How many jets failed before the US military perfected the jet engine?
Okay, I'll bite - can you expand on this? A citation?
Oblig Ref. Warning Flash Ahead!
Garmin has a unit called the Astro for tracking hunting dogs. It isn't cheap, suggested retail price is $600.
I dislike that kind of thought experiment because it explicitly dissuades you from even trying to find a way to get both, or in general thinking critically..
The original way you phrased it, it is implicit that the people who are trying to interview you are going to be not only inflexible to absolutely inflexible. If the thirty seconds it would take you to apologize, scribble a telephone number, and run off, would completely ruin the interview, then the person on the other side is a completely OCD asshole. Alternately, if the woman was in such a position that you would never ever ever ever ever meet her again if you turned her down now, or if she could skin you alive if you came back after running off--even with a good excuse--then it probably wouldn't work, and if you could make it work, is it really worth it?
The "two doors" method is pretty much the same. Rarely does one actually find a situation where things really are that clear cut, and if you do, it's probably something you wouldn't want anyway; if someone "put the job of my dreams" and "put the woman of my dreams" behind doors, then I would know they were gaming me and I wouldn't trust either of their choices; I'd simply walk away. And again, as the GP said, if the "woman of my dreams" was someone I already knew but who was not going to accept that I needed a job, screw her. And if it's someone I didn't know, why should I trust someone who's trying to make me decide?
I'm not saying that things never turn out analogously in real life--they do. But if running into a situation like that causes your brain to shut down and makes you only see two mutually exclusive options, then you pretty much already lost.
Well, the definition of pipes varies a bit on different OS's (even among Unix systems), but certainly on Windows you can use named pipes that are message-oriented and won't scramble up messages from multiple clients.
Unix FIFOs (which can be considered a specialized pipe) also support atomic writes if the message isn't longer than the pipe buffer (PIPE_BUF). Typically a client creates a private FIFO and then sends it's path to the well-known server FIFO. Thus a one-to-many (server to clients) capability is created. See UNIX Network Programming, Interprocess Communications Volume 2, Second Edition by W.Richard Stevens, Chapter 4.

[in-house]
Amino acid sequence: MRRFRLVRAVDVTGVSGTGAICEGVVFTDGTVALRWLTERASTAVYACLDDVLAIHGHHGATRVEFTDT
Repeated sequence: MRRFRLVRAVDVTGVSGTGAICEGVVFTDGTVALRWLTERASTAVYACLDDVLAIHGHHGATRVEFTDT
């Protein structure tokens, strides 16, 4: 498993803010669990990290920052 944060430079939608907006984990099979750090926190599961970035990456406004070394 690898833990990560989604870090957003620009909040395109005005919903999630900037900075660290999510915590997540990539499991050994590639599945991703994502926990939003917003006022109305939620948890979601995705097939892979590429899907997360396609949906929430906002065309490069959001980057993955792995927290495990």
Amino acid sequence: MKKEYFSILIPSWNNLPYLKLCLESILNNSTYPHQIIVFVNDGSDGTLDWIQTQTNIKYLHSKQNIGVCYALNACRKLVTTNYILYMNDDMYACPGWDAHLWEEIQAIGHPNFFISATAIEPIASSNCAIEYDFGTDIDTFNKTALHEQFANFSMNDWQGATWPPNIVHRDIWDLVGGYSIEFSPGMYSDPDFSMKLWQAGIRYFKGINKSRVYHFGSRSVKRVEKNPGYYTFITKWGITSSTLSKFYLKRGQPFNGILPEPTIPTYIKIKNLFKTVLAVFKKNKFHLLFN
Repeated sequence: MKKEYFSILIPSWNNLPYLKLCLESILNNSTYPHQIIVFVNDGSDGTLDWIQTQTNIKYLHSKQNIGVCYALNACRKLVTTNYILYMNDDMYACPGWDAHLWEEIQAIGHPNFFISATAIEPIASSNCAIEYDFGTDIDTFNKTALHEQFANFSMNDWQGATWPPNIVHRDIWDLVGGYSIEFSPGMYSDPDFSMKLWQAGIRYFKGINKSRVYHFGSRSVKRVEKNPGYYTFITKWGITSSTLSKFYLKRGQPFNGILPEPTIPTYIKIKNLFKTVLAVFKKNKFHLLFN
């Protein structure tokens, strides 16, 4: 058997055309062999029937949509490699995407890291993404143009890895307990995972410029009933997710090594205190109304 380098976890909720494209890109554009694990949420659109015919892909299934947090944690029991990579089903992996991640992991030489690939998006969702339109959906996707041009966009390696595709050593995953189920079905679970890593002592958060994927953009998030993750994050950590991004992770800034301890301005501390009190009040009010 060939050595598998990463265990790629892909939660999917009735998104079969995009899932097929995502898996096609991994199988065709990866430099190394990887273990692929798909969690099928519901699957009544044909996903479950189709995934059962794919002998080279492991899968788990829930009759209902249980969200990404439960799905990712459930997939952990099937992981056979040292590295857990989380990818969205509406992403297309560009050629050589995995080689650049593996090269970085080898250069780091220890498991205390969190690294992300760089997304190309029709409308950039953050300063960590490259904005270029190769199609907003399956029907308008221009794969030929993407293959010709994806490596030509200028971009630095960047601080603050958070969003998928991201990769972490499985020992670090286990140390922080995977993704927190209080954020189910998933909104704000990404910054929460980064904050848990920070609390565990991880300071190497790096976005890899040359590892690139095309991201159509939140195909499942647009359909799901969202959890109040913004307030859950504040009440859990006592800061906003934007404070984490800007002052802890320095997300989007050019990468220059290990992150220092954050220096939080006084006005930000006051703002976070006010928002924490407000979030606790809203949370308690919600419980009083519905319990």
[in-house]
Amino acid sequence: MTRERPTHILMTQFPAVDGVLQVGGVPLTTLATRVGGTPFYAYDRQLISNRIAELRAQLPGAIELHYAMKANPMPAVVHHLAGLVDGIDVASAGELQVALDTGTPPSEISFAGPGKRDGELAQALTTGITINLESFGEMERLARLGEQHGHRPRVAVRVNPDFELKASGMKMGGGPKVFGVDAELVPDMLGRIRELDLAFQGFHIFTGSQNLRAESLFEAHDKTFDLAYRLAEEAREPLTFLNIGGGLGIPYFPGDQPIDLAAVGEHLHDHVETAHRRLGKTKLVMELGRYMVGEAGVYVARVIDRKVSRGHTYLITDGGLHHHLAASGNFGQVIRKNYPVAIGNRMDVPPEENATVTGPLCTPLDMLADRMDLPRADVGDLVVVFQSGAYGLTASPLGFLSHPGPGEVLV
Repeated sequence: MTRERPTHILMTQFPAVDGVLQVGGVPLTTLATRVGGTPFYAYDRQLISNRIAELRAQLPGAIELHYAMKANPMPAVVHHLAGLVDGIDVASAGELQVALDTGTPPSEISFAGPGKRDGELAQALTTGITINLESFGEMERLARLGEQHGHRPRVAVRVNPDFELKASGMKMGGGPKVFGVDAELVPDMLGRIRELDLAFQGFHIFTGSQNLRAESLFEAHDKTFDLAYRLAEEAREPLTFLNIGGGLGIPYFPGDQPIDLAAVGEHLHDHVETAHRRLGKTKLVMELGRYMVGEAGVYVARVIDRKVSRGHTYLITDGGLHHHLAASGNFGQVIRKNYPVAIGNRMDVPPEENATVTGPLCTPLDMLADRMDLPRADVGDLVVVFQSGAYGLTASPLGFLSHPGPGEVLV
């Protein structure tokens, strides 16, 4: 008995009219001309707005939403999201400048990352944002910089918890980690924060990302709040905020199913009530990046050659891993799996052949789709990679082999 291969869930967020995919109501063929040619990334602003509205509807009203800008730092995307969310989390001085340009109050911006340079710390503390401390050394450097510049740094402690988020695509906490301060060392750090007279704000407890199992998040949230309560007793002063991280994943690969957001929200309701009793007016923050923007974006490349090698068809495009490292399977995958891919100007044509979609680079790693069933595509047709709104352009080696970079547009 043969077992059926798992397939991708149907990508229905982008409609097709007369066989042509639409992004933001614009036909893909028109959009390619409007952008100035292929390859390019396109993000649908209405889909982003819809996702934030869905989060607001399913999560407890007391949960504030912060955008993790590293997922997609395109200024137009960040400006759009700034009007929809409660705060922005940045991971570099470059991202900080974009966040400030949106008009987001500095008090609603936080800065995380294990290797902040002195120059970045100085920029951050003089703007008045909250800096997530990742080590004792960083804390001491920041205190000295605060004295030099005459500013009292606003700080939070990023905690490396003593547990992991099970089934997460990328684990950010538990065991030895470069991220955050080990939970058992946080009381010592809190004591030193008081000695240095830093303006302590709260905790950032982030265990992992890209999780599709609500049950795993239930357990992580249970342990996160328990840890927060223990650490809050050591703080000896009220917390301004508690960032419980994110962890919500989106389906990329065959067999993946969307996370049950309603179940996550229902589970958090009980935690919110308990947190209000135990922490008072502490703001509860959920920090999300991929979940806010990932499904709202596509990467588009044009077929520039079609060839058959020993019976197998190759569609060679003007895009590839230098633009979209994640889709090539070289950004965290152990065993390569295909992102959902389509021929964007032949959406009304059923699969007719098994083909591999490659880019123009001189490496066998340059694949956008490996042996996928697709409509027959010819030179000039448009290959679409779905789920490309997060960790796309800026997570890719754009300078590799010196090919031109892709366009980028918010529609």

The heavily armed group controls much of the south and parts of the capital Mogadishu, and courts run by its clerics have ordered executions, floggings and amputations in recent months.
It has also banned movies, dancing at wedding ceremonies and playing or watching soccer in the areas under it control.
"We do not tolerate anything that may corrupt the people,"
So now there are thousands of Somali pirates, rolling in money from their ongoing exploits, who have now been told that it is illegal to have fun under threat of flogging, amputation, or death.
It's karmic in its own way.
I was one of the people that had a very bad experience with SORBS.
My company got a new ISP with an external block. I'm sure at some point that block had been used as a dynamic range. I had not set a PTR record (because the IP of the mail server changed at the last second), my PTR and A record for that mail server were not set to 12 hours (seriously, who does that?), and I was banned on the SORBS list. I had an SPF record, you could obviously see that I'm part of a legitimate organization, and it would have taken maybe 2 minutes of work for an physical admin to realize that this was a mistake.
It took two support tickets with SORBS, 5 calls to my ISP, and around 10 days to get off the list. In the meantime, we could not contact certain people using it. And what's worse is that the only solution that the admin of SORBS had was to get everyone to stop using the SORBS list. I think that the TTL requirements are the worst part of their solution.
In my opinion, an unattended, automated black list is worse than the problem of too much spam. You are blocking valid mails, and because you are blocking it at the IP level, the end user doesn't even see it show up in their spam bucket many times. If SORBS had a single admin, checking their email once a day, they could easily filter out some of these issues.
I encouraged several anti-spam vendors to stop using their services for this reason, through the different companies that we interact with. There are several other blacklists that do their job well, there is no need to use an unattended blacklist.